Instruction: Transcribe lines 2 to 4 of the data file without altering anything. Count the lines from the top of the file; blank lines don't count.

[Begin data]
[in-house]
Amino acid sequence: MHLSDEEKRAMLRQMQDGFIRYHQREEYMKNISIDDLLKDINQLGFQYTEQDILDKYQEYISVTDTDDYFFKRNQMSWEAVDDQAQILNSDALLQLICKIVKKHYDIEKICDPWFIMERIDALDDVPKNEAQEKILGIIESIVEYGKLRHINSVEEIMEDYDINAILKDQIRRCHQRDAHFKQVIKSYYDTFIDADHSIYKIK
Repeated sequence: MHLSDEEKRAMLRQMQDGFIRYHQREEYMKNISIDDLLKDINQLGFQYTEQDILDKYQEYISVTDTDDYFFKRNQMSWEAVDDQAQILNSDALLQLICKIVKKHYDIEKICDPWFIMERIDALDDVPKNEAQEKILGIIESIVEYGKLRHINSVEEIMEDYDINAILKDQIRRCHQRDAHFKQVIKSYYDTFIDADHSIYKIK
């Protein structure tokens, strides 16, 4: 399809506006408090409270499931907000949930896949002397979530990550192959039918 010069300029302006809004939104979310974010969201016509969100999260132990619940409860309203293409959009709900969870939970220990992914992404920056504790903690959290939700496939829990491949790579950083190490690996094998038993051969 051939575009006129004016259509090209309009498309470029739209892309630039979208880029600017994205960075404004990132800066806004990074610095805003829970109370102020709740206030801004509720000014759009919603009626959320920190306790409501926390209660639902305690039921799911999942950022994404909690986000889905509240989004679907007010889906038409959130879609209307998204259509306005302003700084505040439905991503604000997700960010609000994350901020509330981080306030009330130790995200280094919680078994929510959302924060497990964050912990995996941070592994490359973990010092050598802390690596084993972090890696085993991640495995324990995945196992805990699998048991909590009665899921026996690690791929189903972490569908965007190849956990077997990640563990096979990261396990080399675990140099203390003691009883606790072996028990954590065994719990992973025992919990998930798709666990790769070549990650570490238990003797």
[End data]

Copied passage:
Amino acid sequence: MHLSDEEKRAMLRQMQDGFIRYHQREEYMKNISIDDLLKDINQLGFQYTEQDILDKYQEYISVTDTDDYFFKRNQMSWEAVDDQAQILNSDALLQLICKIVKKHYDIEKICDPWFIMERIDALDDVPKNEAQEKILGIIESIVEYGKLRHINSVEEIMEDYDINAILKDQIRRCHQRDAHFKQVIKSYYDTFIDADHSIYKIK
Repeated sequence: MHLSDEEKRAMLRQMQDGFIRYHQREEYMKNISIDDLLKDINQLGFQYTEQDILDKYQEYISVTDTDDYFFKRNQMSWEAVDDQAQILNSDALLQLICKIVKKHYDIEKICDPWFIMERIDALDDVPKNEAQEKILGIIESIVEYGKLRHINSVEEIMEDYDINAILKDQIRRCHQRDAHFKQVIKSYYDTFIDADHSIYKIK
């Protein structure tokens, strides 16, 4: 399809506006408090409270499931907000949930896949002397979530990550192959039918 010069300029302006809004939104979310974010969201016509969100999260132990619940409860309203293409959009709900969870939970220990992914992404920056504790903690959290939700496939829990491949790579950083190490690996094998038993051969 051939575009006129004016259509090209309009498309470029739209892309630039979208880029600017994205960075404004990132800066806004990074610095805003829970109370102020709740206030801004509720000014759009919603009626959320920190306790409501926390209660639902305690039921799911999942950022994404909690986000889905509240989004679907007010889906038409959130879609209307998204259509306005302003700084505040439905991503604000997700960010609000994350901020509330981080306030009330130790995200280094919680078994929510959302924060497990964050912990995996941070592994490359973990010092050598802390690596084993972090890696085993991640495995324990995945196992805990699998048991909590009665899921026996690690791929189903972490569908965007190849956990077997990640563990096979990261396990080399675990140099203390003691009883606790072996028990954590065994719990992973025992919990998930798709666990790769070549990650570490238990003797």